01/06/2010 12:00AM

Sale of Maryland tracks delayed


An auction of Pimlico Race Course and Laurel Park scheduled for Friday has been postponed to Jan. 21 after the tracks' parent company, Magna Entertainment Corp., asked a Delaware bankruptcy judge for more time to come to terms with potential bidders for the two Maryland tracks.

Judge Mary Walrath agreed to postpone the auction at a hearing on Tuesday, when she also ruled that Magna could choose to void a side agreement that would have allowed the former owners of Laurel and Pimlico to share in any revenues from casino-style gambling at either of the two tracks. The side agreement, struck in 2002 when Magna bought majority shares in the tracks, would have depressed the value of the tracks at auction because it entitled the former owners, including Joe and Karin De Francis, to as much as 50 percent of the profits annually from slot machines if the tracks were to receive a gambling license.

Joe De Francis said on Wednesday that the group would consider appealing the judge's decision, but he also said that he "wasn't surprised" by the ruling.

"Bankruptcy courts tend to bend over backwards to allow companies to get out from under any pre-petition contracts that may have an impact on the ability of the company to market its assets," De Francis said. In addition, De Francis claimed that Magna would need to compensate the group for selling the properties unencumbered by the contract, and that his group would work with Magna to determine the amount of the compensation.

Six entities have submitted bids for the two tracks, according to officials involved in Magna's bankruptcy, including the De Francis family, and all six bidders have said that they intend to pursue slot-machine gambling at Laurel despite the state's rejection of an earlier license application by Magna. The company was disqualified from the licensing process early in 2009 when it failed to include a $27.5 million fee with its application, as required by the state's gambling authority. Magna filed for bankruptcy shortly thereafter.

Though Maryland voters approved casino-style gambling at five locations in November 2008, various projects to build casinos have been held up by the political maneuvering that commonly accompanies the slots-licensing process in states that have authorized limited casino licenses. In Anne Arundel County, where Laurel is located, the county commission on Dec. 21 gave zoning approval to the Cordish Cos. to build a casino at a nearby mall after a 10-month delay, but opponents of the project, including anti-gambling groups, Magna, and, presumably, whichever entity wins the bids for the tracks, have vowed to fight the approval. Only one gambling license is allowed for Anne Arundel County under the referendum passed by voters.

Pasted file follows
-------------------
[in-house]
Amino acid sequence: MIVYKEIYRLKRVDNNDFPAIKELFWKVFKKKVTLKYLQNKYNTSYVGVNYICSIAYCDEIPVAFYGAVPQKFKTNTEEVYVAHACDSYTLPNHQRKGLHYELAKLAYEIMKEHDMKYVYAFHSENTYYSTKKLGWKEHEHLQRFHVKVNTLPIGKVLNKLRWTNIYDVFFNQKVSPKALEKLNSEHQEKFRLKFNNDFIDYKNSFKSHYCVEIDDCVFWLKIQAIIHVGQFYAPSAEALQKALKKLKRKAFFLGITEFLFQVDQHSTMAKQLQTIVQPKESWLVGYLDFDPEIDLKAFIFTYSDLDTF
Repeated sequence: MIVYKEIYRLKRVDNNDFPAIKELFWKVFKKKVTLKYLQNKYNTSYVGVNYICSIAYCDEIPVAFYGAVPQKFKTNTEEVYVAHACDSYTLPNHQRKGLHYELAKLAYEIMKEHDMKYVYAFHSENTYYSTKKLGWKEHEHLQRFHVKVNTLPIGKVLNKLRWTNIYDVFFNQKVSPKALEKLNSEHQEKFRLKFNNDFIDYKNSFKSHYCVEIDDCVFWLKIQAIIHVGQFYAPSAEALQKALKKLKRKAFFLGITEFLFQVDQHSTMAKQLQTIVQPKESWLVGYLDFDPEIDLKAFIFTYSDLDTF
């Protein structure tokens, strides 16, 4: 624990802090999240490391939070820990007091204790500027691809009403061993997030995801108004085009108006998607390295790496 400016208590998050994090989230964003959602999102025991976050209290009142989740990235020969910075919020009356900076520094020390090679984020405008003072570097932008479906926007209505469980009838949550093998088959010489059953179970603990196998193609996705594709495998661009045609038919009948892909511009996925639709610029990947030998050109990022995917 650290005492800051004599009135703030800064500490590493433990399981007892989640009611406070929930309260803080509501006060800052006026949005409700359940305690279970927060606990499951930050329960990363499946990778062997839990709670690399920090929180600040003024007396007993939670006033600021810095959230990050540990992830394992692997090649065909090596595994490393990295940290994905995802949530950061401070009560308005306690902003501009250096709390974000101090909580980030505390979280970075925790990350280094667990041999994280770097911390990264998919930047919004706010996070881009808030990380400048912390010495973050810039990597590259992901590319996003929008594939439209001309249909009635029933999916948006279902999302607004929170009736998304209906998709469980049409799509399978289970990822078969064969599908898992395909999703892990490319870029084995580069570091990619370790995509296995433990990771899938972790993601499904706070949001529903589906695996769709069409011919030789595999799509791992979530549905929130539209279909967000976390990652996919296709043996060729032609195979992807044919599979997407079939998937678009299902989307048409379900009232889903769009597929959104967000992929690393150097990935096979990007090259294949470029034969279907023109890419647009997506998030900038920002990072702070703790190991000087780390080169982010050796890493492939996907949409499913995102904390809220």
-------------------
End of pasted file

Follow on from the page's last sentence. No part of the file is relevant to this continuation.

The Cordish Cos. has acknowledged that it is one of the bidders for Pimlico and Laurel, along with the De Francis family, Penn National Gaming Inc., and Blow Horn Equity Group, which is headed by Jeff Seder, the owner of a racehorse consulting company. Magna has declined to identify the other two bidders, though MI Developments, its parent company and largest creditor, is widely believed to have submitted a bid. In statements accompanying documents filed with the SEC earlier this year, MI Developments said it intended to bid on all the properties Magna planned to auction off in 2010.

Brian Rosen, the lead attorney for Magna, said the company hopes to reach a stalking-horse deal with the lead bidder for the Maryland tracks this week. The agreement will form the basis for the auction on Jan. 21, and will be distributed to the other bidders for review. He would not identify the lead bidder, but De Francis said it was "definitely" not his family's bid.

Language will also be inserted into the deal that gives the state of Maryland the right to sue any company that cancels or moves Pimlico's Preakness Stakes, the second leg of the Triple Crown, to satisfy concerns raised by Maryland legislators, Rosen said. All bidders will have to agree to the language in order to buy the tracks, according to Rosen.

The rulings on Tuesday came five days before Magna is scheduled to appear back in court to defend the ability of MI Developments to use credit in any bids for Magna's properties. Magna owes MI Developments $435 million, and both companies are controlled by Magna's chairman, Frank Stronach. Magna's creditors' committee filed a lawsuit in 2009 seeking to block any use of credit in bids by MI Developments, in an effort to ensure that Magna receives cash for its properties.

Magna, which filed for bankruptcy last March, is attempting to sell its properties at auction in order to pay down hundreds of millions of dollars in debt. The company has already reached agreements to sell Remington Park in Oklahoma and the operating assets of Lone Star Park in Texas for a total of approximately $130 million, but needs to raise possibly $200 million or more in sales proceeds - or a debt swap with MI Developments - to successfully restructure, according to officials involved in the bankruptcy planning.

Magna is scheduled to take bids on its remaining properties, including Santa Anita Park in Southern California, Golden Gate Fields in Northern California, and Gulfstream Park in Florida, on Feb. 10. An auction for the properties is scheduled to take place on Feb. 25, but most of the dates associated with the bankruptcy have been pushed back for various reasons, and it's likely that the outcome of the Jan. 11 hearing will have an effect on the scheduling.